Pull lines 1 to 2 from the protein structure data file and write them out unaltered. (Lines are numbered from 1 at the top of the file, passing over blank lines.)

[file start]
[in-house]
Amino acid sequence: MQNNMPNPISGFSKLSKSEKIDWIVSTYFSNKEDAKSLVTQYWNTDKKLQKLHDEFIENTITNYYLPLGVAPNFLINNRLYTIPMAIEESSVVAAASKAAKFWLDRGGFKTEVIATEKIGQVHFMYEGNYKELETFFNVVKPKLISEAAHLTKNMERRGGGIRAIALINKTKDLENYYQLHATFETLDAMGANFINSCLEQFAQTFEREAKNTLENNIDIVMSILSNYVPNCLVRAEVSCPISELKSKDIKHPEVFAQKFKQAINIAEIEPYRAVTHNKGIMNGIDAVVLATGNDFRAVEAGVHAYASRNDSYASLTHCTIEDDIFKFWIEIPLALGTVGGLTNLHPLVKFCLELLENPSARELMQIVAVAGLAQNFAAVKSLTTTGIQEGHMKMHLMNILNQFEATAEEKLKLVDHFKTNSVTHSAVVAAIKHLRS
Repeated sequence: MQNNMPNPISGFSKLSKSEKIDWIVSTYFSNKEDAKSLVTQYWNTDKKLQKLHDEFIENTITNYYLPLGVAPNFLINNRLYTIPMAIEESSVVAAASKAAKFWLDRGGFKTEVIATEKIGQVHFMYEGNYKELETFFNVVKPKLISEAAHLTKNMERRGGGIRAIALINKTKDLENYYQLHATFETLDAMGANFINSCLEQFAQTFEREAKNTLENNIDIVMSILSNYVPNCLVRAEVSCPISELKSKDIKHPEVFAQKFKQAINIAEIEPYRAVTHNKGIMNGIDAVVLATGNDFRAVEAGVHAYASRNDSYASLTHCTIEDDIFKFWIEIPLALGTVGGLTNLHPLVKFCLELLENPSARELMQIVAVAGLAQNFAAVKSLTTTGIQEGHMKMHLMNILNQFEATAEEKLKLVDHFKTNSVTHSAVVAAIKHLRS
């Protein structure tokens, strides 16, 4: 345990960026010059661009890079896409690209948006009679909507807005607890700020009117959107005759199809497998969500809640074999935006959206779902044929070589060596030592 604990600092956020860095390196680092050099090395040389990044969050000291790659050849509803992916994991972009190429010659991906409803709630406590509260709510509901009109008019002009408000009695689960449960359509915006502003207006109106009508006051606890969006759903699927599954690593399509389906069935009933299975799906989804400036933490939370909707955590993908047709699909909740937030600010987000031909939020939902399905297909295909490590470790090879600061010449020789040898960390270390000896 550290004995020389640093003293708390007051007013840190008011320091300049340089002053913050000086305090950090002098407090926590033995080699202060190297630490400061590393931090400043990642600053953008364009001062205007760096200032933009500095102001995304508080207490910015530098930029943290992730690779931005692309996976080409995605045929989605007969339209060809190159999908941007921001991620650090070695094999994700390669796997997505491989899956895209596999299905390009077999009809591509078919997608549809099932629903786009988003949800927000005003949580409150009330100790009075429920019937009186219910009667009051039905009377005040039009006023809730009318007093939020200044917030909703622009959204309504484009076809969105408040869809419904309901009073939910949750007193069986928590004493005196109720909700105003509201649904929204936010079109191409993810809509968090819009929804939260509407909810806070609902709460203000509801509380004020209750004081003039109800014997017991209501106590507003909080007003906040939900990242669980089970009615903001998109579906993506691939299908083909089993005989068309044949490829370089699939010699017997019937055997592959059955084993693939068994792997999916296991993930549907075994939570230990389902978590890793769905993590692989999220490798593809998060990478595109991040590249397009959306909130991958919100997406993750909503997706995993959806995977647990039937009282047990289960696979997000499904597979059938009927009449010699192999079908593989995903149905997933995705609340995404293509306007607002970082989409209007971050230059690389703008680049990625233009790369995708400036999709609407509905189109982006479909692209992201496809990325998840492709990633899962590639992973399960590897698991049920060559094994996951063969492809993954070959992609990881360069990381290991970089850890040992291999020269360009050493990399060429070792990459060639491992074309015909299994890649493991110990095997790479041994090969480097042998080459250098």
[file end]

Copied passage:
[in-house]
Amino acid sequence: MQNNMPNPISGFSKLSKSEKIDWIVSTYFSNKEDAKSLVTQYWNTDKKLQKLHDEFIENTITNYYLPLGVAPNFLINNRLYTIPMAIEESSVVAAASKAAKFWLDRGGFKTEVIATEKIGQVHFMYEGNYKELETFFNVVKPKLISEAAHLTKNMERRGGGIRAIALINKTKDLENYYQLHATFETLDAMGANFINSCLEQFAQTFEREAKNTLENNIDIVMSILSNYVPNCLVRAEVSCPISELKSKDIKHPEVFAQKFKQAINIAEIEPYRAVTHNKGIMNGIDAVVLATGNDFRAVEAGVHAYASRNDSYASLTHCTIEDDIFKFWIEIPLALGTVGGLTNLHPLVKFCLELLENPSARELMQIVAVAGLAQNFAAVKSLTTTGIQEGHMKMHLMNILNQFEATAEEKLKLVDHFKTNSVTHSAVVAAIKHLRS